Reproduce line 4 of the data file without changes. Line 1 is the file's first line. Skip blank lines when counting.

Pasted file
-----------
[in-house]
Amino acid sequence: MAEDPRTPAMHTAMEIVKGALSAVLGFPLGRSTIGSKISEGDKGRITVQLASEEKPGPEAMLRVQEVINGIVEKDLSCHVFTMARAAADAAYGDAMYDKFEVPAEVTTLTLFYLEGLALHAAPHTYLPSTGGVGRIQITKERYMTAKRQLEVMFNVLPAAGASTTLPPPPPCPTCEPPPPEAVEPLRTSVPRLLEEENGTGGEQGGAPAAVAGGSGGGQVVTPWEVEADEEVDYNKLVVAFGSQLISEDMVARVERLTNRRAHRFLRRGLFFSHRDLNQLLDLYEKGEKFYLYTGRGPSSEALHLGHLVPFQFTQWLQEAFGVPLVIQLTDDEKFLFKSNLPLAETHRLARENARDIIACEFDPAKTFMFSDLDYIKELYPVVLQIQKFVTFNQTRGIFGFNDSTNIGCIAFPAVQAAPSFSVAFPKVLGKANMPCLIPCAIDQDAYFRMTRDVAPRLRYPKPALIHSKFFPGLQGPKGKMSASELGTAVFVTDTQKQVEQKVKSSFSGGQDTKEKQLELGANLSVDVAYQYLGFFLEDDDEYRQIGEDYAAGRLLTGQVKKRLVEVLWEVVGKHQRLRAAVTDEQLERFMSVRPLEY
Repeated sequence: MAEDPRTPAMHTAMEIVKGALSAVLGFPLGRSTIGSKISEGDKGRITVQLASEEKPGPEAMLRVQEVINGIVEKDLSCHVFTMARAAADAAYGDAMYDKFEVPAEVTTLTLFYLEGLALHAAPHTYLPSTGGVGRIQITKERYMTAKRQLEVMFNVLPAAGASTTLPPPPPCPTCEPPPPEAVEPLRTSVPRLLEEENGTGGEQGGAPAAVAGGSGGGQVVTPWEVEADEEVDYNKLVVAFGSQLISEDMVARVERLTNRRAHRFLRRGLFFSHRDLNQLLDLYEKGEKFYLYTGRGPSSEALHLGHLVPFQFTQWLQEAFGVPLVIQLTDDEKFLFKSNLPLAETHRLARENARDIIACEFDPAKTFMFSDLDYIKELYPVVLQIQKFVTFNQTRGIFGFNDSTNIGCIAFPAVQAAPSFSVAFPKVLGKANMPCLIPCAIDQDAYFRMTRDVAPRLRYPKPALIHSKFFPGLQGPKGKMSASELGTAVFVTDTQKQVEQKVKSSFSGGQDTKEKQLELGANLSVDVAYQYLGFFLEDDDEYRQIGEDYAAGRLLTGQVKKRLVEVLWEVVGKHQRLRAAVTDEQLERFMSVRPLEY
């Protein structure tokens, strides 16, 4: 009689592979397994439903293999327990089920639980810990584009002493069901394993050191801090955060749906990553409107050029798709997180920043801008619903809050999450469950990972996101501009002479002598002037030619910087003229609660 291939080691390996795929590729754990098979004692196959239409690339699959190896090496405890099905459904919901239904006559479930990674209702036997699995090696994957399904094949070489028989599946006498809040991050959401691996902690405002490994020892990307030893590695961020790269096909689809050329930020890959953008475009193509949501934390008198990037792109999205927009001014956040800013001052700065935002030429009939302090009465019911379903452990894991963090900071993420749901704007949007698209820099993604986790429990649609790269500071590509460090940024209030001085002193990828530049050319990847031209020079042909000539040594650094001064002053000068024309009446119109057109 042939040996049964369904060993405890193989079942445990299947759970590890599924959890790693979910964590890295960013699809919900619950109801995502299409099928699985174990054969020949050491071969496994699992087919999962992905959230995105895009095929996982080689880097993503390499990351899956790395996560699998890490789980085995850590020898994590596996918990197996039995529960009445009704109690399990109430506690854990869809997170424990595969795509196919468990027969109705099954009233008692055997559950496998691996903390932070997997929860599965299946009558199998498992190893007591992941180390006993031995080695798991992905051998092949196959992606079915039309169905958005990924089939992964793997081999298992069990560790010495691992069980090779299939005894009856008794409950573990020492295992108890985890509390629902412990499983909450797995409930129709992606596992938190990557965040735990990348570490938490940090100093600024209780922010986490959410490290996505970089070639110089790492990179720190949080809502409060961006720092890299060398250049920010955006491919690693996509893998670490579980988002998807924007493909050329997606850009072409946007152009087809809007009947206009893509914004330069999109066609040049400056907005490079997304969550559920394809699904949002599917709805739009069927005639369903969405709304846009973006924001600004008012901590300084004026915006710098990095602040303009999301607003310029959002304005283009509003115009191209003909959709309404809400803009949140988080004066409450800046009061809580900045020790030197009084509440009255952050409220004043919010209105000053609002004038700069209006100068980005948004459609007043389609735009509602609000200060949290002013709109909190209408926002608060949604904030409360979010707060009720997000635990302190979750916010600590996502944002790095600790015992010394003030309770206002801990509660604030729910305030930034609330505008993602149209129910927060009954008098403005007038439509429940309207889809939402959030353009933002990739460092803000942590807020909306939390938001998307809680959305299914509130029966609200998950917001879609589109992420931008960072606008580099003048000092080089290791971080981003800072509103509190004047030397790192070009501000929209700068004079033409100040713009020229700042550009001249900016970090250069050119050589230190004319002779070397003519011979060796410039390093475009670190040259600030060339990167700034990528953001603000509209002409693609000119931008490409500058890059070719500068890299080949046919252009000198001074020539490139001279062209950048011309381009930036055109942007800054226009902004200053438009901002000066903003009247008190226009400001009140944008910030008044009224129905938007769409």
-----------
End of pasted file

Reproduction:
């Protein structure tokens, strides 16, 4: 009689592979397994439903293999327990089920639980810990584009002493069901394993050191801090955060749906990553409107050029798709997180920043801008619903809050999450469950990972996101501009002479002598002037030619910087003229609660 291939080691390996795929590729754990098979004692196959239409690339699959190896090496405890099905459904919901239904006559479930990674209702036997699995090696994957399904094949070489028989599946006498809040991050959401691996902690405002490994020892990307030893590695961020790269096909689809050329930020890959953008475009193509949501934390008198990037792109999205927009001014956040800013001052700065935002030429009939302090009465019911379903452990894991963090900071993420749901704007949007698209820099993604986790429990649609790269500071590509460090940024209030001085002193990828530049050319990847031209020079042909000539040594650094001064002053000068024309009446119109057109 042939040996049964369904060993405890193989079942445990299947759970590890599924959890790693979910964590890295960013699809919900619950109801995502299409099928699985174990054969020949050491071969496994699992087919999962992905959230995105895009095929996982080689880097993503390499990351899956790395996560699998890490789980085995850590020898994590596996918990197996039995529960009445009704109690399990109430506690854990869809997170424990595969795509196919468990027969109705099954009233008692055997559950496998691996903390932070997997929860599965299946009558199998498992190893007591992941180390006993031995080695798991992905051998092949196959992606079915039309169905958005990924089939992964793997081999298992069990560790010495691992069980090779299939005894009856008794409950573990020492295992108890985890509390629902412990499983909450797995409930129709992606596992938190990557965040735990990348570490938490940090100093600024209780922010986490959410490290996505970089070639110089790492990179720190949080809502409060961006720092890299060398250049920010955006491919690693996509893998670490579980988002998807924007493909050329997606850009072409946007152009087809809007009947206009893509914004330069999109066609040049400056907005490079997304969550559920394809699904949002599917709805739009069927005639369903969405709304846009973006924001600004008012901590300084004026915006710098990095602040303009999301607003310029959002304005283009509003115009191209003909959709309404809400803009949140988080004066409450800046009061809580900045020790030197009084509440009255952050409220004043919010209105000053609002004038700069209006100068980005948004459609007043389609735009509602609000200060949290002013709109909190209408926002608060949604904030409360979010707060009720997000635990302190979750916010600590996502944002790095600790015992010394003030309770206002801990509660604030729910305030930034609330505008993602149209129910927060009954008098403005007038439509429940309207889809939402959030353009933002990739460092803000942590807020909306939390938001998307809680959305299914509130029966609200998950917001879609589109992420931008960072606008580099003048000092080089290791971080981003800072509103509190004047030397790192070009501000929209700068004079033409100040713009020229700042550009001249900016970090250069050119050589230190004319002779070397003519011979060796410039390093475009670190040259600030060339990167700034990528953001603000509209002409693609000119931008490409500058890059070719500068890299080949046919252009000198001074020539490139001279062209950048011309381009930036055109942007800054226009902004200053438009901002000066903003009247008190226009400001009140944008910030008044009224129905938007769409």